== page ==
Labour calls DCMS review into Hacker House a “complete whitewash”

Stephen Chapman's picture

A Government review into a £100k grant awarded to a firm run by an American business women says the decision to award the money was “appropriate.”

The inquiry was launched after reports of Jennifer Arcuri’s “close friendship” with Boris Johnson.

Hacker House was given the cyber skills grant intended for businesses operating in the UK, despite her relocating to California.

The application for the grant was made when Hacker House was registered to a flat in Prestbury, Cheshire.

In the application, released by the DCMS, Hacker House outlines that it planned to use the cash to build the “netflix [sic] of security.”

While some parts have been redacted, it also reveals that Arcuri asked for £273k worth of funding, stating:

“While we aren’t currently profitable, within 12 months, with the help of DMCS: we absolutely will be.”

In response to “evidence in support of request to be paid at point of need, rather than in arrears, if applicable” the answer is: “Request to be paid a month in advance, so that we don’t run out of cash.”

The document also asks applicants to fill in a payment request form, to which one of the answers is: “* I have no idea if I am answering this right?”

The Government Internal Audit Agency (GIAA) said that while the application did not satisfy the requirement that the value of the grant should not exceed 50% of the company’s annual income, “the review identified that six of the initial 19 applications would have not met at least one of the requirements. Three of the six organisations, including Hacker House Ltd, were subsequently awarded a grant.”

The application stated that Hacker House’s income was £0, but the GIAA said that the figure was “inaccurate”, with bank statements providing “evidence of income during the previous financial year. However, the level of annual income was still less than the gateway requirement.”

It added:

“This review concludes that although the initial gateway questions were not considered for the 19 applications received, the rationale for considering all applications was not unreasonable. In respect of the grant award to Hacker House Ltd, the assessment of eligibility and subsequent award of a reduced value of £100,000, is considered appropriate.”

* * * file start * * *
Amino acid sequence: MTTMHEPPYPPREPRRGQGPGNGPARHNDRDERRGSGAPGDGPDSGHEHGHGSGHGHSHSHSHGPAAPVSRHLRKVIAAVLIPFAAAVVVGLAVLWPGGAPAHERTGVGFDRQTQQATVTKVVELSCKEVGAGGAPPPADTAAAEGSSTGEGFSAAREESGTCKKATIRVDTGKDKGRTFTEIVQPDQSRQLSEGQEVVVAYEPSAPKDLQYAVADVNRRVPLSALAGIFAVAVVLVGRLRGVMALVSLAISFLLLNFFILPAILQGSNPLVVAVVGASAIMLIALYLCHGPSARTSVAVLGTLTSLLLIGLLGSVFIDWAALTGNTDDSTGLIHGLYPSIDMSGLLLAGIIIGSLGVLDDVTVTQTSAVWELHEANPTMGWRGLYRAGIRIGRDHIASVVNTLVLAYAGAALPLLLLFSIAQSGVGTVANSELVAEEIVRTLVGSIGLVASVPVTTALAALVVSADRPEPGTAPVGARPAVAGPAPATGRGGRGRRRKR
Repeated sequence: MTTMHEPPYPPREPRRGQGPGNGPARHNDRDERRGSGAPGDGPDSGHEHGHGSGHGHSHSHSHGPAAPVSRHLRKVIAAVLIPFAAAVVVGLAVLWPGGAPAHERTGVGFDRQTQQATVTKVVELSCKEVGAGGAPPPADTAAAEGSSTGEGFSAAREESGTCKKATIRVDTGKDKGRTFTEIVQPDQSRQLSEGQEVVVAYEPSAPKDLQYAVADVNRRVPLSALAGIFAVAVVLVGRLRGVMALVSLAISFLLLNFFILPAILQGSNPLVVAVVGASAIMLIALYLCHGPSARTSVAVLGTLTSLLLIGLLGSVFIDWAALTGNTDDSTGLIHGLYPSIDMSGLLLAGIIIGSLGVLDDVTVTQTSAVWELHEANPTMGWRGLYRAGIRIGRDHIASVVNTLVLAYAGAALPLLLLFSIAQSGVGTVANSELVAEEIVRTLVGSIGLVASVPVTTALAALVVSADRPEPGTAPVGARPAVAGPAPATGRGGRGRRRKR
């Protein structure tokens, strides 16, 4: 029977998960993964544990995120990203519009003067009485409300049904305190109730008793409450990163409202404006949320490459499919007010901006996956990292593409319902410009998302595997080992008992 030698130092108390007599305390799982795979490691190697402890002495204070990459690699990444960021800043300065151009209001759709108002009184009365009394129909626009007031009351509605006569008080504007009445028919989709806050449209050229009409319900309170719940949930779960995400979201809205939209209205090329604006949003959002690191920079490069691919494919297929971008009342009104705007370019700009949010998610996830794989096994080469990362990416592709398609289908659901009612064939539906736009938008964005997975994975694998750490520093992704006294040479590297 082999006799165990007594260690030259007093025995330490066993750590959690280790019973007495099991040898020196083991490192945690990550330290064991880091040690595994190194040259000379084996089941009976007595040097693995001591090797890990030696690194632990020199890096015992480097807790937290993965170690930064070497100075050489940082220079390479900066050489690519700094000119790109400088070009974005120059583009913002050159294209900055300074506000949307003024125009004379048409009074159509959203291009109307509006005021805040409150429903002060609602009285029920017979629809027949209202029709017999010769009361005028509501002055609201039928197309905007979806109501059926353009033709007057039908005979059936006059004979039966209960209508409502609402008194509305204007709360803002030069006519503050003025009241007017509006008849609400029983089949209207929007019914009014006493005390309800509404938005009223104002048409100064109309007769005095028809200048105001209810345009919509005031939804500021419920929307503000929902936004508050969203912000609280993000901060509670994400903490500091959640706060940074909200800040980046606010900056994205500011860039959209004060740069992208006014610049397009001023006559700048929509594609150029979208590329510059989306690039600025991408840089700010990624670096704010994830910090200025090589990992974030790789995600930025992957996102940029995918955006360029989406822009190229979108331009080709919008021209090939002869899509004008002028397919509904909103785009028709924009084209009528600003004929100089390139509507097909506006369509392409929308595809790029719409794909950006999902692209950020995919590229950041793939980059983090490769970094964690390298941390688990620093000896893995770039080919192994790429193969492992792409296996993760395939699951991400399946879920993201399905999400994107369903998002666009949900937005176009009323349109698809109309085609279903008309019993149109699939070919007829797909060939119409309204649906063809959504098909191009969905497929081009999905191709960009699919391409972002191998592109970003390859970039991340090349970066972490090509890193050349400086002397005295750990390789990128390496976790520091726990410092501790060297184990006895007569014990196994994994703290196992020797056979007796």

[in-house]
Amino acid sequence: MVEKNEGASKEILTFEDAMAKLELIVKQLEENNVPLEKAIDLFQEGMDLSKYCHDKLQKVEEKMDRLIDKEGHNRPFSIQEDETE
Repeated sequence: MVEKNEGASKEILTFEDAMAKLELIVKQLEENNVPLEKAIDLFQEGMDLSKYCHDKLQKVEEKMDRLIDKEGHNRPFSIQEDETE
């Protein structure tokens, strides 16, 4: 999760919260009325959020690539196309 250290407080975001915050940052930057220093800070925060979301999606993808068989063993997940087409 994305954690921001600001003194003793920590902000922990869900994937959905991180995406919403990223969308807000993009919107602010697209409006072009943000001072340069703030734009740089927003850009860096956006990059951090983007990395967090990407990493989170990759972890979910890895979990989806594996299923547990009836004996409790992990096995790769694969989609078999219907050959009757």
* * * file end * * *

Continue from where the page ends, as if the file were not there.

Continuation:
The report also stated:

“De minimis aid of up to €200,000 can be awarded for a variety of activities provided they have not exceeded that limit within a three-year fiscal period.

"24.The Approvals Board subsequently confirmed the decision to award Hacker House Ltd the reduced grant of £100,000.”

As well as the report, the DCMS also released a letter from Nicky Morgan the Secretary of State for Digital, Culture, Media and Sport saying that the review had “identified no impropriety in the awarding of the grant.

Adding:

“I would like to emphasise again that any notion that the Prime Minister or his advisers influenced - whether directly or indirectly - any aspect of the due diligence, assessment or award of any grant funding made through the CSIIF is simply not true. The grant application in October 2018 and grant decision in February 2019 were, of course at a time when the current Prime Minister was neither a member of the government nor the Mayor of London.

“Neither the Prime Minister, nor trade missions with the Prime Minister during his time as London Mayor, are referenced in the Hacker House Ltd application. Further, there is no evidence of lobbying from the London Mayor’s office or Greater London Authority to influence the outcome of the grant awards process.”

Morgan also references discussions about the registered address of the business, saying that the funding initiatives “must be ‘carried out in England’” and that the registered address was verified by the DCMS as part of the application proess.

In response, Labour Shadow Secretary of State for Digital, Culture, Media and Sport called the review “a complete whitewash.”

“The documents published raise more questions than we had before.

“No one reading Hacker House’s grant application would give the company a penny, let alone £100,000 of tax payers’ money.

“The fundamental question of why Hacker House was ever given this grant remains unanswered. The public deserve to know why their money was handled so irresponsibly. We will not let this lie.”

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